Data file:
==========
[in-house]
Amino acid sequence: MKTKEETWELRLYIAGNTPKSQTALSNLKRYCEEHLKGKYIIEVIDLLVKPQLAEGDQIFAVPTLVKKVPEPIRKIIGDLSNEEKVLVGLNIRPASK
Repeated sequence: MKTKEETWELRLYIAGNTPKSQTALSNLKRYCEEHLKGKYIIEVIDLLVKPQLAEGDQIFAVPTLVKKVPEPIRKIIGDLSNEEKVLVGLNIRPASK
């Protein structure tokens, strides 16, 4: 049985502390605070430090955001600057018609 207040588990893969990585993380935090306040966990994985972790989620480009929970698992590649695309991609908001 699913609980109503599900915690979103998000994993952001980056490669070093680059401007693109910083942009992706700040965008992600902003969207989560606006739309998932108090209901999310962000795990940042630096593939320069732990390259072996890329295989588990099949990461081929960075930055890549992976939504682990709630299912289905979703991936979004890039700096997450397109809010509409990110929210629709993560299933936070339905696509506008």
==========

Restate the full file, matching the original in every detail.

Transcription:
[in-house]
Amino acid sequence: MKTKEETWELRLYIAGNTPKSQTALSNLKRYCEEHLKGKYIIEVIDLLVKPQLAEGDQIFAVPTLVKKVPEPIRKIIGDLSNEEKVLVGLNIRPASK
Repeated sequence: MKTKEETWELRLYIAGNTPKSQTALSNLKRYCEEHLKGKYIIEVIDLLVKPQLAEGDQIFAVPTLVKKVPEPIRKIIGDLSNEEKVLVGLNIRPASK
């Protein structure tokens, strides 16, 4: 049985502390605070430090955001600057018609 207040588990893969990585993380935090306040966990994985972790989620480009929970698992590649695309991609908001 699913609980109503599900915690979103998000994993952001980056490669070093680059401007693109910083942009992706700040965008992600902003969207989560606006739309998932108090209901999310962000795990940042630096593939320069732990390259072996890329295989588990099949990461081929960075930055890549992976939504682990709630299912289905979703991936979004890039700096997450397109809010509409990110929210629709993560299933936070339905696509506008």